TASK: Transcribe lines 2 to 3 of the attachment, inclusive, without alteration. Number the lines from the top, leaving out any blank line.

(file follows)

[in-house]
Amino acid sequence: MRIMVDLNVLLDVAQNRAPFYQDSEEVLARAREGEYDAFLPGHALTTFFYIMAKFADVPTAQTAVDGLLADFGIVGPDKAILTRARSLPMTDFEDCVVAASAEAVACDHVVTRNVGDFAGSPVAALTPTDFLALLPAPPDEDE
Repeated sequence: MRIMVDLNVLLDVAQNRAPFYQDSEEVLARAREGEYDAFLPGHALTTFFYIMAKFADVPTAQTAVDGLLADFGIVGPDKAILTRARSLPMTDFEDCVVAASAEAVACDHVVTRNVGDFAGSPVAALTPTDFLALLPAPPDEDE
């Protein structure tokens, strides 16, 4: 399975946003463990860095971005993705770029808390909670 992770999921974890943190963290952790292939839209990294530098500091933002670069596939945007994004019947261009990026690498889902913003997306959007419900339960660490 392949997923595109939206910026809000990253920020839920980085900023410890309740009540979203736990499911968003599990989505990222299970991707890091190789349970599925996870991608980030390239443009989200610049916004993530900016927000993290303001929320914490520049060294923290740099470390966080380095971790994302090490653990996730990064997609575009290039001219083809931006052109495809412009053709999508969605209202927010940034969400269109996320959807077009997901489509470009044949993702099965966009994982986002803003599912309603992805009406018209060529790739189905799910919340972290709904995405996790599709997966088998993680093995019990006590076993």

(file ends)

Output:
Amino acid sequence: MRIMVDLNVLLDVAQNRAPFYQDSEEVLARAREGEYDAFLPGHALTTFFYIMAKFADVPTAQTAVDGLLADFGIVGPDKAILTRARSLPMTDFEDCVVAASAEAVACDHVVTRNVGDFAGSPVAALTPTDFLALLPAPPDEDE
Repeated sequence: MRIMVDLNVLLDVAQNRAPFYQDSEEVLARAREGEYDAFLPGHALTTFFYIMAKFADVPTAQTAVDGLLADFGIVGPDKAILTRARSLPMTDFEDCVVAASAEAVACDHVVTRNVGDFAGSPVAALTPTDFLALLPAPPDEDE